Upon fact-checking that actual Columbus Day was actually October the 12th, I stumbled upon a crucial part of the story that, for whatever reason, hadn’t previously registered with me. My dad’s family didn’t move into the house during storm, they moved into the house during the storm. The Columbus Day storm of 1962. It’s famous. According to Wikipedia, the storm, “is a contender for the title of most powerful extratropical cyclone recorded in the U.S. in the 20th century.” And this year, being that it is 2012, was the fiftieth anniversary of that storm.

Officially, or perhaps finally, intrigued, I pressed my dad for more details on the infamous story. He said that the roads were a mess as they drove a van back and forth from Parkland to Puyallup several times, dodging branches and driving circuitous routes to  avoid the debris in the road.

So yes the storm was a big deal and yes it was an extremely ill-timed moving day, but if you’re wondering why I had to repeatedly hear a story about a house my father moved into fifty years ago, it’s because my dad still lives there. In fact, this home has been occupied exclusively by Scotts. My Grandparents had it built in the ’60s and my parents took it over in the late ’70s. It’s where I grew up. So not only was the twelfth of October 2012 the fiftieth anniversary of the storm, it was also the fiftieth anniversary of the house.

Here’s a picture of the house the day I came home from the hospital.

And here’s a picture I took earlier today.

So happy birthday house! I look forward to many more years hearing the story of your birth on a dark and stormy night in October.


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My Tea Culture

IMG_1807I never drink coffee. I hate the way it tastes and I hate the caffeine jitters it gives me. I see all the articles people post on Facebook about the many health benefits of coffee, as well as the other articles about how caffeine will kill you. Sometimes I read them. Mostly, I don’t. It makes no difference to me. I am not part of the coffee culture.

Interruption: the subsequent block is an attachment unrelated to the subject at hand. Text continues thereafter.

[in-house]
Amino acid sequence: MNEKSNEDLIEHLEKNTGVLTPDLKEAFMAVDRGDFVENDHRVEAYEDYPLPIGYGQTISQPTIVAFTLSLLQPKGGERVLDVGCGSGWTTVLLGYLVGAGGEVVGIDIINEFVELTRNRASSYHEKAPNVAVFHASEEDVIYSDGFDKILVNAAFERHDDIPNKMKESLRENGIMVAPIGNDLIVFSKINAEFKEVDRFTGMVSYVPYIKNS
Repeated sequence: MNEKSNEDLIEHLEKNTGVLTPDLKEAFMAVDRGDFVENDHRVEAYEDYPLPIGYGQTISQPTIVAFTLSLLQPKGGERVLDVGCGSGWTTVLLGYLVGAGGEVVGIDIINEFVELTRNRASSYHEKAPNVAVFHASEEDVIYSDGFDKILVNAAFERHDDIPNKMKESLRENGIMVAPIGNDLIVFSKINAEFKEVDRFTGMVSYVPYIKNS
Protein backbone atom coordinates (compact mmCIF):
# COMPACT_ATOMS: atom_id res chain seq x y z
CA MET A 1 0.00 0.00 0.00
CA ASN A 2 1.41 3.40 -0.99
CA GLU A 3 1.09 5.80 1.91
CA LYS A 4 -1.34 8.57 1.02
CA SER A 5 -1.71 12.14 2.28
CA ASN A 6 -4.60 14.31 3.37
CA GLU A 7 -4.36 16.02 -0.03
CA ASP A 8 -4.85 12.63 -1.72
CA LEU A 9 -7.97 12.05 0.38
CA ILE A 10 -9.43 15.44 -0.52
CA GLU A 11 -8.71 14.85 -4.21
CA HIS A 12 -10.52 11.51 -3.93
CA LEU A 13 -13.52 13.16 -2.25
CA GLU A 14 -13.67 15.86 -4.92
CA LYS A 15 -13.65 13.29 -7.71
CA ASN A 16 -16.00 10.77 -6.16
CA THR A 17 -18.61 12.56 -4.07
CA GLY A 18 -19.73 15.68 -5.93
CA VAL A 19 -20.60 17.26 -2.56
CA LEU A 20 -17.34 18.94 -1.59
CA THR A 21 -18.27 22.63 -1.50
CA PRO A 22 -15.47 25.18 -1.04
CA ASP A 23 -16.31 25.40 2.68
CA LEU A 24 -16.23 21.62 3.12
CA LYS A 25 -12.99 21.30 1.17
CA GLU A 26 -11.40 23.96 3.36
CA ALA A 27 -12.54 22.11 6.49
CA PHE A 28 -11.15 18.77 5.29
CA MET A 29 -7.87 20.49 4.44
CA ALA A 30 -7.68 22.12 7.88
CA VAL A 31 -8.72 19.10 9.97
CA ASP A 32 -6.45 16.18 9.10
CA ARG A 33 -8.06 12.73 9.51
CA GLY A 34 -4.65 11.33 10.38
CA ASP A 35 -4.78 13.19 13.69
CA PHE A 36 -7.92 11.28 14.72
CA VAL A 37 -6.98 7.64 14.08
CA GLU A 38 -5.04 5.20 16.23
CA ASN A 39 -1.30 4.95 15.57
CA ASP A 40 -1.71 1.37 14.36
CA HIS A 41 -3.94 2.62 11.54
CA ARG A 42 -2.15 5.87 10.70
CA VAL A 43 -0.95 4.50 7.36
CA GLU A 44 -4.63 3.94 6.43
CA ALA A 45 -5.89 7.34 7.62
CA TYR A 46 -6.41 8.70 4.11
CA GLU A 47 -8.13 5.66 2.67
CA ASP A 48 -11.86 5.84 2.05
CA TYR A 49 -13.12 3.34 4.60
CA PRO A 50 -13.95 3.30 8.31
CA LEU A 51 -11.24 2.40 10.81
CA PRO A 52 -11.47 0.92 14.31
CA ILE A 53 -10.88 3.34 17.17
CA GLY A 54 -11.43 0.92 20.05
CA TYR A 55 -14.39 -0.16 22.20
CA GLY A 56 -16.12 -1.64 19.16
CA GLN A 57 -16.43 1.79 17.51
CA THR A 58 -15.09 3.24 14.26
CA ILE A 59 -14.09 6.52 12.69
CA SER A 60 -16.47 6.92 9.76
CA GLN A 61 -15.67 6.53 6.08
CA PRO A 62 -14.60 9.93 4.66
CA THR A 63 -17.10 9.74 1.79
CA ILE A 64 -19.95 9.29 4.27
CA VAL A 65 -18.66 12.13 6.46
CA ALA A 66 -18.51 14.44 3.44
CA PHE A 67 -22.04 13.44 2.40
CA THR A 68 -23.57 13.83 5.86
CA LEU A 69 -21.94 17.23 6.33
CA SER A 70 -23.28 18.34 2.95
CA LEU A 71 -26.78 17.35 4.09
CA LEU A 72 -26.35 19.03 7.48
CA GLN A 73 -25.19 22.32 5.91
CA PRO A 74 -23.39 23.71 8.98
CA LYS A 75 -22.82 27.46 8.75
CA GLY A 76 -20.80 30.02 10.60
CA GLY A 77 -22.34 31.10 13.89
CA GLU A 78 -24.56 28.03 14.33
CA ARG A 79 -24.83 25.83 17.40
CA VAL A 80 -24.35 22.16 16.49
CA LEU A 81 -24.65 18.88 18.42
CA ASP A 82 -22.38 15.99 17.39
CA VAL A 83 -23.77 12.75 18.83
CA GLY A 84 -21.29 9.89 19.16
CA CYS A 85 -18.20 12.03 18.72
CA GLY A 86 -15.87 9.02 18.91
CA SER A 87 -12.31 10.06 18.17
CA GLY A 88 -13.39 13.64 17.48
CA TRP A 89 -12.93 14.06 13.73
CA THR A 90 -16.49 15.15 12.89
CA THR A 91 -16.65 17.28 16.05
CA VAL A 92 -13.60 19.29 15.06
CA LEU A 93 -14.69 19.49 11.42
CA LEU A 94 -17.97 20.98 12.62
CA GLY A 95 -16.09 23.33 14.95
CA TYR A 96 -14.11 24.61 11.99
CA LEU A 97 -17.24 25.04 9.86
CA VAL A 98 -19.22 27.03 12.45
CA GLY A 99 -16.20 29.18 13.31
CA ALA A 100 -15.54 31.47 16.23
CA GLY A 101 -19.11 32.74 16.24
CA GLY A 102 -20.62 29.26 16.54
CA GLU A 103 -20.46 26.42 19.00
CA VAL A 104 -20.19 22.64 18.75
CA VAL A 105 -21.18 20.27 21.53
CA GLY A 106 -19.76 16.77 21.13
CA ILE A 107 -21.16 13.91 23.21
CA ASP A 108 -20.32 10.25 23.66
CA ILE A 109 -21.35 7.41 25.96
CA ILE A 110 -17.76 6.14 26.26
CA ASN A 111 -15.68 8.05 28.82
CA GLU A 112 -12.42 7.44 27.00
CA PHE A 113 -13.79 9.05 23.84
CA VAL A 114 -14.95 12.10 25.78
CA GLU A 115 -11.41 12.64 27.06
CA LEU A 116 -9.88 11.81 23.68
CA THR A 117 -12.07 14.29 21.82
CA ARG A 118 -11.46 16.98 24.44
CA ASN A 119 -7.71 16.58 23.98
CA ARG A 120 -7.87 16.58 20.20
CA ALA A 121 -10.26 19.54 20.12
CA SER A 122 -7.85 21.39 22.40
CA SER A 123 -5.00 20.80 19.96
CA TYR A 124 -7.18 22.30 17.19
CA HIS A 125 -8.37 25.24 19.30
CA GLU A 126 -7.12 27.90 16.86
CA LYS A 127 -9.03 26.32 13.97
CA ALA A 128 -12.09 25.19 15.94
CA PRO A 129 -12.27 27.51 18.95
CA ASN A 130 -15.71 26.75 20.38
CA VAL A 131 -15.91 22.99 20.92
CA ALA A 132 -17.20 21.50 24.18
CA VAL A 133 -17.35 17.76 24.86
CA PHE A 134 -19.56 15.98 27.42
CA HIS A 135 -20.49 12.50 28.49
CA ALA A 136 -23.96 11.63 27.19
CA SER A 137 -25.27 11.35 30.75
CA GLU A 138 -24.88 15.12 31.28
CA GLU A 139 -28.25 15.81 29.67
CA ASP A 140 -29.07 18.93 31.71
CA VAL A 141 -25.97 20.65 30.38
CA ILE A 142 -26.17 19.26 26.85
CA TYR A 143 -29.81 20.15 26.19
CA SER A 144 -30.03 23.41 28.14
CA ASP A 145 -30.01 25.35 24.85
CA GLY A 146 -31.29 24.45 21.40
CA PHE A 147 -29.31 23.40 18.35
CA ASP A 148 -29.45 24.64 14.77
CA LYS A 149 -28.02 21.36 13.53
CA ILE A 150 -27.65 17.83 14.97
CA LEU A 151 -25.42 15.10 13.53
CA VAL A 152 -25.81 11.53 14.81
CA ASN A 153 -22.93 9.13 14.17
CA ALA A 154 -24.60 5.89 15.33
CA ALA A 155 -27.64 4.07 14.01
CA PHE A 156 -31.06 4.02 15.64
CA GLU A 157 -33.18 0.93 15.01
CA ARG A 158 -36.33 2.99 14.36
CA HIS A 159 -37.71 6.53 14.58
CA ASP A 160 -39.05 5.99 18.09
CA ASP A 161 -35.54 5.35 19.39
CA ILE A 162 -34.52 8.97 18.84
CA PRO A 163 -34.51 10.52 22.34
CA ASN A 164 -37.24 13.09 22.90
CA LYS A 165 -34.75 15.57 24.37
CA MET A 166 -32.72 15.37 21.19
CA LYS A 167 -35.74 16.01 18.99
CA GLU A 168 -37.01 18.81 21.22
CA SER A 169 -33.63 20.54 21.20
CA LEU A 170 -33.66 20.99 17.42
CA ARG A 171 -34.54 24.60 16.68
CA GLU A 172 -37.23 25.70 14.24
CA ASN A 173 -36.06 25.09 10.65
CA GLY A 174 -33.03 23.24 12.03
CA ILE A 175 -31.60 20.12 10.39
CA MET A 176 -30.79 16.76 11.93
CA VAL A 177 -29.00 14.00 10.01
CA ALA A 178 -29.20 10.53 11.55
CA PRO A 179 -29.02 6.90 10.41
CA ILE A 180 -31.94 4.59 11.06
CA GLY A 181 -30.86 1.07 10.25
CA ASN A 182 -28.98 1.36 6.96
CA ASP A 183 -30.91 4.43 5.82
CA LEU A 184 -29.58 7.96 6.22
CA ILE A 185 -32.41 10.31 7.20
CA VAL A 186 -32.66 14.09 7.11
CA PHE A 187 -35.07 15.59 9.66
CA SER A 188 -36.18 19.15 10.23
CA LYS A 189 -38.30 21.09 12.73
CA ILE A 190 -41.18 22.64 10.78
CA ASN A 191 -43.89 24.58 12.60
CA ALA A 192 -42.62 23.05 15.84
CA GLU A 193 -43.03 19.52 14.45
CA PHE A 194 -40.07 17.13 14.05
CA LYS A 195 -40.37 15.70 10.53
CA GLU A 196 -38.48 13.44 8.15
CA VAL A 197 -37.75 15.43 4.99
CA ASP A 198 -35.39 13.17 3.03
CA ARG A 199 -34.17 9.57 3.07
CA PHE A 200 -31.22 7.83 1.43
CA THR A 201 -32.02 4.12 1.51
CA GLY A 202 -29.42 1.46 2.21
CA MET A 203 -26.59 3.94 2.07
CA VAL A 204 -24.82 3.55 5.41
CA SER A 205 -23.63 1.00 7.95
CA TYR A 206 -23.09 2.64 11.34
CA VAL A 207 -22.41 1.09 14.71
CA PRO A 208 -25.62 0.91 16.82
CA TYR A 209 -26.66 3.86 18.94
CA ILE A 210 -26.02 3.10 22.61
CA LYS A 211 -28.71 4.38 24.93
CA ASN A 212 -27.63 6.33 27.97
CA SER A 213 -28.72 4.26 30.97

My culture is tea. I love tea, and have devoted plenty of time and money to my tea education. Any generic Google search will reveal that tea is definitely its own culture, albeit a smaller one than coffee.

My teapot, with several temperature settings for every type of tea.

My teapot, with several temperature settings for every type of tea.

And so it was that I found myself paying far too much for tea at the Empress Hotel in Victoria, Canada about two months ago, and being completely shocked that they left the tea bag in the teapot. People, this is a mortal sin in my book, and many other tea enthusiasts will have my back on this. If you leave the tea in the water too long, it will turn bitter. Some people can handle bitter, some people even like it, but it is not proper and it is not okay with me. Nor my daughter, who wouldn’t so much as touch her favorite beverage.

Before things got bitter.

Before things got bitter.

While we were in Canada, I bought some loose leaf tea at one of Canada’s many tea shops. I bought three kinds I like – Ceylon, Darjeeling and Jasmine Green – and a tea towel that says, “Tea is the finest solution to nearly every catastrophe and conundrum that the day may bring.” Any search for tea on Pinterest will reveal hundreds of similar sayings on mugs and signs and towels. “If tea can’t fix it, it’s a serious problem.” “Tea: A hug in a cup.” “You can’t buy happiness but you can buy tea, and that’s kind of the same thing.” “Come, let us have some tea and continue to talk about happy things.” The calming and relaxed nature of tea is the focus of the culture, as opposed to coffee’s position as an essential life force.


Tea is the finest solution to nearly every catastrophe and conundrum that the day may bring.

After thinking about my tea experience at the Empress, what should have been the end-all, be-all of tea culture experiences, I realized something. I realized that I am not, in fact, a part of the tea culture.

Tea Happy

First of all, I like my tea iced. Those that have gentrified their lives through the consumption of tea are drinking it hot. I remain among the hoi polloi. One cannot achieve such a calm, zen-like state with ice.